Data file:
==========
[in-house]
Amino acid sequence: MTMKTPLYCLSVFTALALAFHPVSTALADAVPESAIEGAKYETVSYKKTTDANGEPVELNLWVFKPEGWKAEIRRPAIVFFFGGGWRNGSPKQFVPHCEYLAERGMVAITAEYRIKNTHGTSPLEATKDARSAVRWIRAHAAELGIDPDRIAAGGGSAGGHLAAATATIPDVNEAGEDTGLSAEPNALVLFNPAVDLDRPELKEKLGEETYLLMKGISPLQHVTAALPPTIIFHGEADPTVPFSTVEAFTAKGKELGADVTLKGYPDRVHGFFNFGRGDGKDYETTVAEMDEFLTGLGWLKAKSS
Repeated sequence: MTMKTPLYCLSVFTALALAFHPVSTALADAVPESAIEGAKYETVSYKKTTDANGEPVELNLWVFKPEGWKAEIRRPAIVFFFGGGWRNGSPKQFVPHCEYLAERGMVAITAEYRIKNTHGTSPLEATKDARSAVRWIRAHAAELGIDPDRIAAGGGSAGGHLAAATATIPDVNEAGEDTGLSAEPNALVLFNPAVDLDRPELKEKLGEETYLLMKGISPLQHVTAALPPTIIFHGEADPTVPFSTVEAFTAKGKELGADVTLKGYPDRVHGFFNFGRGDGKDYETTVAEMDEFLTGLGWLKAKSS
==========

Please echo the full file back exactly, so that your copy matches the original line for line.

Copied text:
[in-house]
Amino acid sequence: MTMKTPLYCLSVFTALALAFHPVSTALADAVPESAIEGAKYETVSYKKTTDANGEPVELNLWVFKPEGWKAEIRRPAIVFFFGGGWRNGSPKQFVPHCEYLAERGMVAITAEYRIKNTHGTSPLEATKDARSAVRWIRAHAAELGIDPDRIAAGGGSAGGHLAAATATIPDVNEAGEDTGLSAEPNALVLFNPAVDLDRPELKEKLGEETYLLMKGISPLQHVTAALPPTIIFHGEADPTVPFSTVEAFTAKGKELGADVTLKGYPDRVHGFFNFGRGDGKDYETTVAEMDEFLTGLGWLKAKSS
Repeated sequence: MTMKTPLYCLSVFTALALAFHPVSTALADAVPESAIEGAKYETVSYKKTTDANGEPVELNLWVFKPEGWKAEIRRPAIVFFFGGGWRNGSPKQFVPHCEYLAERGMVAITAEYRIKNTHGTSPLEATKDARSAVRWIRAHAAELGIDPDRIAAGGGSAGGHLAAATATIPDVNEAGEDTGLSAEPNALVLFNPAVDLDRPELKEKLGEETYLLMKGISPLQHVTAALPPTIIFHGEADPTVPFSTVEAFTAKGKELGADVTLKGYPDRVHGFFNFGRGDGKDYETTVAEMDEFLTGLGWLKAKSS